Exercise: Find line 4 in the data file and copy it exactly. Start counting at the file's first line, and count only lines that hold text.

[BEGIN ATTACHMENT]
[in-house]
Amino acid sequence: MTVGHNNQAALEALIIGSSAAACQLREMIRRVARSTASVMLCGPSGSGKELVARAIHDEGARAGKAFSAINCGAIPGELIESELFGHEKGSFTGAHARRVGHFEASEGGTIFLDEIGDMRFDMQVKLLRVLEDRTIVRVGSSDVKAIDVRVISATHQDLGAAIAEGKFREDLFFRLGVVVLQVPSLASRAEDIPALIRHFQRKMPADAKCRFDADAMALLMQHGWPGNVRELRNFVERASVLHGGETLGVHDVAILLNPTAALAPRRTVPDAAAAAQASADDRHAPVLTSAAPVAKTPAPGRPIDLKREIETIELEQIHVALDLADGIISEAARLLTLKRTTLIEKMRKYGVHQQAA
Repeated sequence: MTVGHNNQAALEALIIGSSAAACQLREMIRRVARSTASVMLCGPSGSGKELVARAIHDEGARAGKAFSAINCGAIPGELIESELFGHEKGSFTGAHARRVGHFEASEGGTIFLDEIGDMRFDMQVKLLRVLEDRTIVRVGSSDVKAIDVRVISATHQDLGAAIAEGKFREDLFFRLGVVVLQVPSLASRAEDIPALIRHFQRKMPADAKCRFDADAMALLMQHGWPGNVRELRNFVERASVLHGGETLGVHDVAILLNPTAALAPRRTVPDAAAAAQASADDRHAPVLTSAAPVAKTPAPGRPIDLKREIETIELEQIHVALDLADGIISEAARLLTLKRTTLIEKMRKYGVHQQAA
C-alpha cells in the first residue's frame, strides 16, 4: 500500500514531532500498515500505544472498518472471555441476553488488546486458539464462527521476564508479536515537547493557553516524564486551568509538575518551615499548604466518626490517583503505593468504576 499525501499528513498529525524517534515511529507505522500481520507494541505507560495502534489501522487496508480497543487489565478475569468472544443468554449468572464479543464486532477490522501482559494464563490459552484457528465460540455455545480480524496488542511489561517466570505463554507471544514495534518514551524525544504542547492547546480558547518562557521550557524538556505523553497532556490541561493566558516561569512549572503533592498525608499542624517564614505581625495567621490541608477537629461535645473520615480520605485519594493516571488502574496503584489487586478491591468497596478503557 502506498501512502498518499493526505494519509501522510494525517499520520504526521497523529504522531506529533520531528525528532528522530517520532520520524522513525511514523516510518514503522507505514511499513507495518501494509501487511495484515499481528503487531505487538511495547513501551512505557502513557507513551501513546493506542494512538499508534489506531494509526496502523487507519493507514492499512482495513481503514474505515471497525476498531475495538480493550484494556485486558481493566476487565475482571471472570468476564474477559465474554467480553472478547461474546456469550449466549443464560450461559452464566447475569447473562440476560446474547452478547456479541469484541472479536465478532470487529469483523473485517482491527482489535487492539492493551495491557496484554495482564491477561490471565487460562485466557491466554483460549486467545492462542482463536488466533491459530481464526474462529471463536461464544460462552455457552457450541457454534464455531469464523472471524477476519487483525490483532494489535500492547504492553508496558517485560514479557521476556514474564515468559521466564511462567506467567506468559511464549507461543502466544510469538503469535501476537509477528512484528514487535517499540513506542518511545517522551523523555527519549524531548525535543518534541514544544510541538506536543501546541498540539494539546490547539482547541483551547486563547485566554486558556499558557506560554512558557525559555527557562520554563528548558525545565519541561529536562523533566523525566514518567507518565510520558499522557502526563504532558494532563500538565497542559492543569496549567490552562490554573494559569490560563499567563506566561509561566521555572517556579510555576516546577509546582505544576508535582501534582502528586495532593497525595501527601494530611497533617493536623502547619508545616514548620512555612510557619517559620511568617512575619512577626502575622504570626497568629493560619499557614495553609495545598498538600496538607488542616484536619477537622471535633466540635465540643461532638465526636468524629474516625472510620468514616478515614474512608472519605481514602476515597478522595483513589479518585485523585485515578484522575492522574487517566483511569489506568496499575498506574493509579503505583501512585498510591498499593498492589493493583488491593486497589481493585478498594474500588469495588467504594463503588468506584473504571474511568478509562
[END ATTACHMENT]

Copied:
C-alpha cells in the first residue's frame, strides 16, 4: 500500500514531532500498515500505544472498518472471555441476553488488546486458539464462527521476564508479536515537547493557553516524564486551568509538575518551615499548604466518626490517583503505593468504576 499525501499528513498529525524517534515511529507505522500481520507494541505507560495502534489501522487496508480497543487489565478475569468472544443468554449468572464479543464486532477490522501482559494464563490459552484457528465460540455455545480480524496488542511489561517466570505463554507471544514495534518514551524525544504542547492547546480558547518562557521550557524538556505523553497532556490541561493566558516561569512549572503533592498525608499542624517564614505581625495567621490541608477537629461535645473520615480520605485519594493516571488502574496503584489487586478491591468497596478503557 502506498501512502498518499493526505494519509501522510494525517499520520504526521497523529504522531506529533520531528525528532528522530517520532520520524522513525511514523516510518514503522507505514511499513507495518501494509501487511495484515499481528503487531505487538511495547513501551512505557502513557507513551501513546493506542494512538499508534489506531494509526496502523487507519493507514492499512482495513481503514474505515471497525476498531475495538480493550484494556485486558481493566476487565475482571471472570468476564474477559465474554467480553472478547461474546456469550449466549443464560450461559452464566447475569447473562440476560446474547452478547456479541469484541472479536465478532470487529469483523473485517482491527482489535487492539492493551495491557496484554495482564491477561490471565487460562485466557491466554483460549486467545492462542482463536488466533491459530481464526474462529471463536461464544460462552455457552457450541457454534464455531469464523472471524477476519487483525490483532494489535500492547504492553508496558517485560514479557521476556514474564515468559521466564511462567506467567506468559511464549507461543502466544510469538503469535501476537509477528512484528514487535517499540513506542518511545517522551523523555527519549524531548525535543518534541514544544510541538506536543501546541498540539494539546490547539482547541483551547486563547485566554486558556499558557506560554512558557525559555527557562520554563528548558525545565519541561529536562523533566523525566514518567507518565510520558499522557502526563504532558494532563500538565497542559492543569496549567490552562490554573494559569490560563499567563506566561509561566521555572517556579510555576516546577509546582505544576508535582501534582502528586495532593497525595501527601494530611497533617493536623502547619508545616514548620512555612510557619517559620511568617512575619512577626502575622504570626497568629493560619499557614495553609495545598498538600496538607488542616484536619477537622471535633466540635465540643461532638465526636468524629474516625472510620468514616478515614474512608472519605481514602476515597478522595483513589479518585485523585485515578484522575492522574487517566483511569489506568496499575498506574493509579503505583501512585498510591498499593498492589493493583488491593486497589481493585478498594474500588469495588467504594463503588468506584473504571474511568478509562